But the feedback Christina received was elemental in shaping her ideas for a book. Christina’s book started out like many books do, as journal entries and blog posts. She knew people liked her writing, but she wasn’t sure if there was a enough for a book.

Enter the reader with feedback: “These stories are great, but they’re not enough. You need to put some meat on these.”

Putting “meat on the bones” is different for every author.

Sometimes it means adding more details to help the reader live what you’re describing. Sometimes it means adding more research. Sometimes it means adding more of your thought process.

For Christina, she had to first recognize that her thinking wasn’t completely clear for the reader.

“I assumed people knew what I was thinking,” says Christina “and were following my thought pattern. But I needed to make a trail of my thoughts, and lead people to how I got there.”

With that initial feedback, Christina embarked on a seven-year journey to turn her skeletal ramblings into a memoir, which she self-published. In this episode, Dave and Melissa talk with Christina about seeking feedback, self-publishing, and tips for writing. One provocative writing tip is develop a habit of “morning pages.”

[Podcast] Meteorologist Amy Sweezey on Writing Children's Books

By Melissa Parks and Dave Goetz

It's one thing to get up at 2 AM for something special like a long road trip to Disney.

It's quite another to get at 2 AM every day for your job. Yes, 2 AM. Every week day.

For years, meteorologist Amy Sweezey went to bed early in the evening and rose at 2 AM in order to do the 4:30 AM news. Her discipline and hard work paid off. In 2018, Amy was named "Broadcaster of the Year" by the National Weather Association.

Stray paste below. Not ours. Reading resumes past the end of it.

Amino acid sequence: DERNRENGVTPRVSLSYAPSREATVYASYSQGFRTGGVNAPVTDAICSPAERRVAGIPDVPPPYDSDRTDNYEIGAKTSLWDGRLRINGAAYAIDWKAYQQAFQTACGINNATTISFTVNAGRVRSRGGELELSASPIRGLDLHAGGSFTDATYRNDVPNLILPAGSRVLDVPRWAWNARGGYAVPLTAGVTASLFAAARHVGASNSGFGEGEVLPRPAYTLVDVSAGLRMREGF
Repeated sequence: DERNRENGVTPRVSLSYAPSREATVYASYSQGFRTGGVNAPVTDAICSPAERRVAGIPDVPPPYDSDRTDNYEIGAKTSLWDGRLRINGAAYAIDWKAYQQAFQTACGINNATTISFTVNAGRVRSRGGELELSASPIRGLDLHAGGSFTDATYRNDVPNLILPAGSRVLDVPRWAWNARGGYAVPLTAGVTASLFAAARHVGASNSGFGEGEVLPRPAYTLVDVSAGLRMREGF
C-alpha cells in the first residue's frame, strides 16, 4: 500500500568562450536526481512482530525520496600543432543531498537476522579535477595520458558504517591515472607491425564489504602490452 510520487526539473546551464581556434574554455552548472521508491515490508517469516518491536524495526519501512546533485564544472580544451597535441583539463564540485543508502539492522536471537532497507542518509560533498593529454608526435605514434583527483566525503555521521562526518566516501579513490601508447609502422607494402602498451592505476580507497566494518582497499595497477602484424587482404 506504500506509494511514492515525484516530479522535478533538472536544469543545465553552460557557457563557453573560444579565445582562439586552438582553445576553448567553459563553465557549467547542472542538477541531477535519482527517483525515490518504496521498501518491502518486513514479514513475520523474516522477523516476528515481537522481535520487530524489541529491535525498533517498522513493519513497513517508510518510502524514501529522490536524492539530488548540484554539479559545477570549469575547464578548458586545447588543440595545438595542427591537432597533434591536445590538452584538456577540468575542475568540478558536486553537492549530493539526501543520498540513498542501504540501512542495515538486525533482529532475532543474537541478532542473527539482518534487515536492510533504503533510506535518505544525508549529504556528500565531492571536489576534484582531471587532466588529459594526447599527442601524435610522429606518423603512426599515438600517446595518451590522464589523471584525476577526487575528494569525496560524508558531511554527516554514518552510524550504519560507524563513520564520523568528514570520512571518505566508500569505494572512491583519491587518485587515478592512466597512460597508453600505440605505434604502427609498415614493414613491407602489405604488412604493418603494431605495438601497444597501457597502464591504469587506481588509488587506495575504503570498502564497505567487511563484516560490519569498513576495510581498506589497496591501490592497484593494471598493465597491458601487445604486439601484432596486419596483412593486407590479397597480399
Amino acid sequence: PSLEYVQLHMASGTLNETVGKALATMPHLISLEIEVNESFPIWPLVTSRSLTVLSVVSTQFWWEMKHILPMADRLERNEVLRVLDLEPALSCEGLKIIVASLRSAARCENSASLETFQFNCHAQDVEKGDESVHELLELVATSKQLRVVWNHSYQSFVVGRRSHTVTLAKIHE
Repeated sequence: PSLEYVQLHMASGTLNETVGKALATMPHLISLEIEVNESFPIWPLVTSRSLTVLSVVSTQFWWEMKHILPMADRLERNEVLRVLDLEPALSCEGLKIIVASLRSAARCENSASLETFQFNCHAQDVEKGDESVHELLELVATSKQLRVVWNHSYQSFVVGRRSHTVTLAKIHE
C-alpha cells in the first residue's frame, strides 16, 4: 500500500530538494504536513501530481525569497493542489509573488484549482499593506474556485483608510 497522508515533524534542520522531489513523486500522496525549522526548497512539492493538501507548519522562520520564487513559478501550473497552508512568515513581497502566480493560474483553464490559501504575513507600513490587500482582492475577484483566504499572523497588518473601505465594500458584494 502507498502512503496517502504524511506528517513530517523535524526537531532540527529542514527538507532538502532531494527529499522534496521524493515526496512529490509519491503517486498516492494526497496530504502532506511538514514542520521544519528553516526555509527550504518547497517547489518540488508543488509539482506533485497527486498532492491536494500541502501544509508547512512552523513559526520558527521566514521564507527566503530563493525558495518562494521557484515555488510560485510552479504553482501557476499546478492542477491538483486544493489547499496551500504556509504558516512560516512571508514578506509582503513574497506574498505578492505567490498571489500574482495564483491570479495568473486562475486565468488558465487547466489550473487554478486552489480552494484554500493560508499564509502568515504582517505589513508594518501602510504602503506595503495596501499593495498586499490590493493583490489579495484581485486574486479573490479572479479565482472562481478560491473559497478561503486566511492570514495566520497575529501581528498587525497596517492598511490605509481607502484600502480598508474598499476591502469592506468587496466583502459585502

Early in her career as a meteorologist, Amy started speaking at schools, helping children understand the basics of weather. She developed a passion for teaching children about her favorite topic and started to write a book. Then came motherhood, and Amy set aside her writing aspirations for more than a decade. When she picked up writing again, she self-published two books: a fiction book for children called It Never, Ever Snows in Florida and a nonfiction book, Let's Talk Weather.

Let's Talk Weather won both a gold medal and bronze medal in the 2018 Florida Authors & Publishers Association President's Book Awards. Be sure to visit Amy's web site for more information on her books and career as a meteorologist.

Sticking to Your Vision, Staying the Course

Today, Amy is a mom of three children and has spoken to countless groups of children about weather. Now she divides her time between mom duties, speaking, writing, hosting, and working as a Special Projects Producer for Growing Bolder.

In this episode, Melissa and Dave interview Amy on her book writing and self-publishing journey. You'll come away motivated to stick with your vision and to stay the course.